A new survey conducted by Reliance Security Services and Storage Handling Distribution magazine in February 2009, suggests that more than three quarters of the warehousing and logistics sector believes that the current economic downturn will raise the level of crime affecting their businesses. The survey asked security managers and those with responsibility for security in logistics businesses across the UK, what their concerns were in the current environment, what provisions they already had in place and how these might change given the ongoing difficult trading circumstances.Key findings:
Expected increases in crime
Of the three quarters that expect an increase in crime, 85% believe that break-ins will increase, 69% believe that internal theft/fraud will rise, more than half (52%) expect an increase in vehicle hijacking, while a third (32%) see a likely increase in car crime. Some 15% expect vandalism to increase, while 13% believe drugs-related issues affecting the industry will also rise.
On site security arrangements
Two-thirds of respondents have security officers on site at their storage operations. The same proportion of these use contract security staff, with a fifth employing in-house personnel. A marginal 4% use a facilities management company for their security manpower. In addition to the use of on-site security personnel, the other security solutions used by respondents include CCTV surveillance (84%), electronic access control solutions (68%), remote monitoring (44%), covert surveillance (25%) and lone worker devices (22%).
Responsibility for security
Some 43% of respondents are responsible for the security arrangements of a single warehousing / logistics site. A further fifth (19%) look after two sites, with the same number having responsibility for three or four sites. The remainder (7%) of security managers look after more than 50 sites.
Risk assessments and security reviews
In response to questions on the frequency of security reviews and risk assessments, 85% of respondents said they conducted annual risk assessments. A similarly high proportion of these sites – 76% – also review their security arrangements once a year.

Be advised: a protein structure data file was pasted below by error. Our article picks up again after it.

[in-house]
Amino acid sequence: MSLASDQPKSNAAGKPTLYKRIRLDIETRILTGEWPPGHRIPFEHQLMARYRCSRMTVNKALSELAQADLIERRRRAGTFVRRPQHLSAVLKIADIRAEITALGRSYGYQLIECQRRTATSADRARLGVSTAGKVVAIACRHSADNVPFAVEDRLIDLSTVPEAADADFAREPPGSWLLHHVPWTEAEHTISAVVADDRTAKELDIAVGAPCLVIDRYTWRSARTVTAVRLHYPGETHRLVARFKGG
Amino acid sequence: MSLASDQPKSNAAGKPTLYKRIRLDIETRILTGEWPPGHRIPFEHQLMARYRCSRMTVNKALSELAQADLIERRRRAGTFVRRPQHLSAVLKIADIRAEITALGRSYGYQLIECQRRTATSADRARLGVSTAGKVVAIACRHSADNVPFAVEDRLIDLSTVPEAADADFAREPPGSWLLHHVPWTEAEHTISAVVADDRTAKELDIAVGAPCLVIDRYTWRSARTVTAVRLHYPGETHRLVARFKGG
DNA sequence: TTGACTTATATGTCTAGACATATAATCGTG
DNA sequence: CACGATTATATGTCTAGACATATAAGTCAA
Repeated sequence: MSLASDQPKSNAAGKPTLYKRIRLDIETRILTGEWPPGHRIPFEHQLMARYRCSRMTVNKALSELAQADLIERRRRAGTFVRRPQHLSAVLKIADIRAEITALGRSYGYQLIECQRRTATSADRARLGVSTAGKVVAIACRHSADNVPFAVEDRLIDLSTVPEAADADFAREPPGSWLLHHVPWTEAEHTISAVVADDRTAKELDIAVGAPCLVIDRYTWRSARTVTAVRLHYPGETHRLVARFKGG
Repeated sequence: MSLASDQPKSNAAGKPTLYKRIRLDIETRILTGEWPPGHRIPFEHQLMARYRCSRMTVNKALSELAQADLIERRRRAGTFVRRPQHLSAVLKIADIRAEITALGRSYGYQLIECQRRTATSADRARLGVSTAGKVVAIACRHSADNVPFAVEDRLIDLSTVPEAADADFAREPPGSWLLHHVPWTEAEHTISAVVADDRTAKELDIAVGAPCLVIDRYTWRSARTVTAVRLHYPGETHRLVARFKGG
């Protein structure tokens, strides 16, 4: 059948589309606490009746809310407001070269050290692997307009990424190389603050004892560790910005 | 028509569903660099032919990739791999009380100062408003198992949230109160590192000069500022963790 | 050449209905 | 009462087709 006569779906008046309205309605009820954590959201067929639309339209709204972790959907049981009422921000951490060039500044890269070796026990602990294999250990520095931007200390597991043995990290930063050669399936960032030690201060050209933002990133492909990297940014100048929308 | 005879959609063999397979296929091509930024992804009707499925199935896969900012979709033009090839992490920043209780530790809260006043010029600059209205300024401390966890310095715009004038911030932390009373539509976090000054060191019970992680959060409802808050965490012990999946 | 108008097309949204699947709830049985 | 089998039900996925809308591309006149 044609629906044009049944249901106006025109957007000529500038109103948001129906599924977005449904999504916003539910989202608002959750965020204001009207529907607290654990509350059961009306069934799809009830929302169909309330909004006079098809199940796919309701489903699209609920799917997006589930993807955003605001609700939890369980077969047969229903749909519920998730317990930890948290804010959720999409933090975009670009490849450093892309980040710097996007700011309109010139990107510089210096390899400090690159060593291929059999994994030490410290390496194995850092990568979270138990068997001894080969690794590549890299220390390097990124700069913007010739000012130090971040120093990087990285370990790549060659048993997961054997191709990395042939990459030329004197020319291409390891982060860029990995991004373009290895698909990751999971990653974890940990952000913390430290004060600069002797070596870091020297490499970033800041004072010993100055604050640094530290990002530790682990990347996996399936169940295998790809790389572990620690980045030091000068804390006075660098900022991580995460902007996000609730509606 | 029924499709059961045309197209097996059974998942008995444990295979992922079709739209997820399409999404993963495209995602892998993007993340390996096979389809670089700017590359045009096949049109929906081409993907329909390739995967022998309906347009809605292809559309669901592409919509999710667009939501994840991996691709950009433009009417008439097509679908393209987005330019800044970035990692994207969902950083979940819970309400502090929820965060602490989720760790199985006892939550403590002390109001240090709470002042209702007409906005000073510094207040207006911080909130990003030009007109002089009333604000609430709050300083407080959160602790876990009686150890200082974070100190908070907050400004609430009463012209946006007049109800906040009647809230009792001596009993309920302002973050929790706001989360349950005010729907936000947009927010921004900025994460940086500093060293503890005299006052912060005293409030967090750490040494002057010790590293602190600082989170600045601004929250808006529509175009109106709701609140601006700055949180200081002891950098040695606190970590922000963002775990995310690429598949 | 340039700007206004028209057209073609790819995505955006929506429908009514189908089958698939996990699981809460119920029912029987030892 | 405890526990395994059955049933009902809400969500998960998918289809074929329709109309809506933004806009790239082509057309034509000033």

Key security concerns
When it came to security concerns, logistics sites with and without on site security teams said that the issue of most concern to them was break-ins (85%). In addition to this, almost three-quarters (68%) of respondents to the survey said that employee theft and fraud was one of its greatest security concerns.
Experience of crime in the last year
Internal theft and fraud have been most frequently experienced, with 29% claiming to have been victims of this type of crime. Break-ins have been the second biggest problem occurring at 26% of sites, whilst vandalism has also been an issue for 22% of respondents. Other incidents have included car crime (15%) and drugs-related issues (12%) with 9% of organisations falling victim to vehicle hijacks. Only 6% have experienced a fire or flood and none have experienced terrorist activity.
Regulation and licensing of the security industry
The majority of respondents (74%) believe that standards in the security industry have improved since the introduction of security industry regulation in 2006. Those with an on-site security team have seen improvements in vetting (65% or respondents), training (59%) and the overall quality of security personnel (38%). A third (35%) believe that security staff retention has improved, whilst almost half (47%) believe that the overall perception of the security function has also improved as a result.
Regulation of the in-house sector
Over half the respondents (51%) expressed the view that the in-house sector should be licensed in the same way as the contracted sector and of those with an in-house security team, the majority (60%) said that they now vet their security personnel more closely than they did before the introduction of regulation.
Analysis of security spend
Over the past twelve months, the biggest area of increased spend for all respondents has been in electronic surveillance and CCTV. Almost half (43%) have increased expenditure in this area. Other electronic solutions have also benefited with a quarter (25%) increasing expenditure on access control systems and 16% increasing spend on remote surveillance. At the same time, 24% of respondents have seen a rise in expenditure on manned guarding – a reflection that ultimately, security staff make a valuable and visible contribution to business safety.
Future security spend
A similar trend applies to anticipated future spend, with a mix of manpower and technology dominating the survey’s view of where the industry intends to implement its resources in the future.
With the recession biting and budgets under pressure, security managers of logistics businesses are looking for ever more innovative solutions in the value of their security provision. Thanks to technological advances, the security mix is now greater than ever, giving buyers extensive flexibility in terms of choice and cost. The significant advances that have been made in areas such as surveillance, response services and vehicle and asset tracking (among others) also mean that security providers can offer a myriad of choices to the customer that recognise today’s harsh economic climate and provide the right mix of manpower and technology.